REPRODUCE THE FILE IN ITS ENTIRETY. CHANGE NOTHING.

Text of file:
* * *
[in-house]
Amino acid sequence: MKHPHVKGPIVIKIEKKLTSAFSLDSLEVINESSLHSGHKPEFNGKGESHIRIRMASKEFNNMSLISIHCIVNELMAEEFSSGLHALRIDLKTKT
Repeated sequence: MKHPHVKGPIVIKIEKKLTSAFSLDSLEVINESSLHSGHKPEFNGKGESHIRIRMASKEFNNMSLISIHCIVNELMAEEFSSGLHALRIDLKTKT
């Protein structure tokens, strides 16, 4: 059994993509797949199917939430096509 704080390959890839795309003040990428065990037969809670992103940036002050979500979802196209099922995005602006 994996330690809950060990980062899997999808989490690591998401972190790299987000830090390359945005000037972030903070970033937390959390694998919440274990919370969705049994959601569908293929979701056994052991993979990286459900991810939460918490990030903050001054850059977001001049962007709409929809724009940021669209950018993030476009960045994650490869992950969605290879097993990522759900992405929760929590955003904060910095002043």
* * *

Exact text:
[in-house]
Amino acid sequence: MKHPHVKGPIVIKIEKKLTSAFSLDSLEVINESSLHSGHKPEFNGKGESHIRIRMASKEFNNMSLISIHCIVNELMAEEFSSGLHALRIDLKTKT
Repeated sequence: MKHPHVKGPIVIKIEKKLTSAFSLDSLEVINESSLHSGHKPEFNGKGESHIRIRMASKEFNNMSLISIHCIVNELMAEEFSSGLHALRIDLKTKT
């Protein structure tokens, strides 16, 4: 059994993509797949199917939430096509 704080390959890839795309003040990428065990037969809670992103940036002050979500979802196209099922995005602006 994996330690809950060990980062899997999808989490690591998401972190790299987000830090390359945005000037972030903070970033937390959390694998919440274990919370969705049994959601569908293929979701056994052991993979990286459900991810939460918490990030903050001054850059977001001049962007709409929809724009940021669209950018993030476009960045994650490869992950969605290879097993990522759900992405929760929590955003904060910095002043």